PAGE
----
Ige, Tupola disagree on how to bolster funding for education

Gubernatorial candidates discuss how to fund Hawaii’s public schools.
Andria Tupola, right, a Republican, is challenging Democratic incumbent Gov. David Ige, a...
Andria Tupola, right, a Republican, is challenging Democratic incumbent Gov. David Ige, a Democrat, in the gubernatorial race. The polls aren't looking too good for Tupola, the minority leader in the Hawaii House of Representatives. Marissa Kerns, a Republican running for lieutenant governor, accused Tupola of sabotaging her campaign by not telling her about a televised debate, Hawaii News Now reported. Tupola disputes that assertion. (Image: Hawaii News Now)(Hawaii News Now)
Published: Oct. 23, 2018 at 10:39 AM HST
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HONOLULU (HawaiiNewsNow) - How to better fund public schools?

That’s the debate now underway after a ballot question on a proposed constitutional amendment that would have bolstered education funding was thrown out by the state Supreme Court.

Gov. David Ige said that Hawaii is the only public school system in the country that doesn’t get money from property taxes, so the conversation about school funding needs to continue.

“We should be able to look at non-resident or foreign landowners who have property here in the islands,” Ige said. “We might be able to assess a fee or surcharge in a way that can help our schools, but protect the resident home owner.”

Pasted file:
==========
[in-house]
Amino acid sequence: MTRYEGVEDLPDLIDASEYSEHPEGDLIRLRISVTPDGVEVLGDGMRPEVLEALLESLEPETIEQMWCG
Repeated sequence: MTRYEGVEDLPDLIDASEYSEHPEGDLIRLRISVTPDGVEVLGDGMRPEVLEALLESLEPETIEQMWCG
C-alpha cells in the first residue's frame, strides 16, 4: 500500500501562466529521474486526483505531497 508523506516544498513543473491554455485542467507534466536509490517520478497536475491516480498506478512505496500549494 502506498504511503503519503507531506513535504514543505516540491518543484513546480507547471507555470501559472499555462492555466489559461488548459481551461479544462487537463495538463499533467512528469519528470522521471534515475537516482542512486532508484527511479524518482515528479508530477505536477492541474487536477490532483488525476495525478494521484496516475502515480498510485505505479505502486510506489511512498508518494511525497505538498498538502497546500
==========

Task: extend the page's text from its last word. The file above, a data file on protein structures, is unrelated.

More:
Meanwhile, his Republican challenger, state Rep. Andria Tupola, says she voted to put the amendment on the ballot so voters could weigh in but she had concerns.

“I voted for with reservations. I stood up against the fact that taxation without the definition of investment was problematic. I also spoke out that I would not support any more money going toward the department,” she said.

If elected governor, she thinks the DOE’s $2 billion budget might need to be cut from the top to provide more at the school level.

“We have ineffective and inefficient departments. We need to get to the root of the problem before we dump more money into a department that is historically producing at a very low rate,” Tupola said.

Ige countered, “I think she (Tupola) doesn’t have full understanding of of the DOE’s budget. It is predominantly personnel costs. There’s not a lot of program money in the department’s budget."

Ige says there are other sources of revenue including modernizing the tax system, which he expects to generate an additional $100 million in taxes in the middle of next year.

Tupola opposes simply giving more money to the DOE. She favors more equity for charter schools and wants to better utilize existing facilities.

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